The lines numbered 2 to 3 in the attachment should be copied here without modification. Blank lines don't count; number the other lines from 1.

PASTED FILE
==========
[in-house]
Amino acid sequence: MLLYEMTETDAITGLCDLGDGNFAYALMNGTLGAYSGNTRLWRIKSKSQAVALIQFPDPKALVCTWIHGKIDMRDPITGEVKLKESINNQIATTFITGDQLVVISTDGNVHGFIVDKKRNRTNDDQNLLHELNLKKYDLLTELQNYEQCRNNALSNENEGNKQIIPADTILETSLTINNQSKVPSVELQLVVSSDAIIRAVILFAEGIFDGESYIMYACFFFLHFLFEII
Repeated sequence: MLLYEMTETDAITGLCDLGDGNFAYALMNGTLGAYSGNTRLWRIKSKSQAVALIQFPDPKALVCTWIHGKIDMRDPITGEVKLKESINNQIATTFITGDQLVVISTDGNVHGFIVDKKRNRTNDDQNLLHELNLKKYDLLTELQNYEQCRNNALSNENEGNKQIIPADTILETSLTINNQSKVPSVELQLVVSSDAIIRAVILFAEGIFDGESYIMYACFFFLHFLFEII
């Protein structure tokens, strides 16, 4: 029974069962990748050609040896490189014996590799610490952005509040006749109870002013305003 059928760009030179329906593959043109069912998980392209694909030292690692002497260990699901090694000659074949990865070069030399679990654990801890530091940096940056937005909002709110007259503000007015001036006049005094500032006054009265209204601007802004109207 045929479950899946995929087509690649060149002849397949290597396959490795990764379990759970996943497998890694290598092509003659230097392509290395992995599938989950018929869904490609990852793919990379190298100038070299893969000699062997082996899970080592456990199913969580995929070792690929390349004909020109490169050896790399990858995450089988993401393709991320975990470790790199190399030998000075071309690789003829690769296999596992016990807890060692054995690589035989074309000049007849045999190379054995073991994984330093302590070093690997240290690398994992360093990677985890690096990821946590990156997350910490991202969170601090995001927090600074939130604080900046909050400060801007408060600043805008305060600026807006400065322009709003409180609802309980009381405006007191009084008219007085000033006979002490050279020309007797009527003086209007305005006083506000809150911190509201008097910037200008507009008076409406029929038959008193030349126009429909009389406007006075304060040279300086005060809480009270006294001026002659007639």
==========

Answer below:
Amino acid sequence: MLLYEMTETDAITGLCDLGDGNFAYALMNGTLGAYSGNTRLWRIKSKSQAVALIQFPDPKALVCTWIHGKIDMRDPITGEVKLKESINNQIATTFITGDQLVVISTDGNVHGFIVDKKRNRTNDDQNLLHELNLKKYDLLTELQNYEQCRNNALSNENEGNKQIIPADTILETSLTINNQSKVPSVELQLVVSSDAIIRAVILFAEGIFDGESYIMYACFFFLHFLFEII
Repeated sequence: MLLYEMTETDAITGLCDLGDGNFAYALMNGTLGAYSGNTRLWRIKSKSQAVALIQFPDPKALVCTWIHGKIDMRDPITGEVKLKESINNQIATTFITGDQLVVISTDGNVHGFIVDKKRNRTNDDQNLLHELNLKKYDLLTELQNYEQCRNNALSNENEGNKQIIPADTILETSLTINNQSKVPSVELQLVVSSDAIIRAVILFAEGIFDGESYIMYACFFFLHFLFEII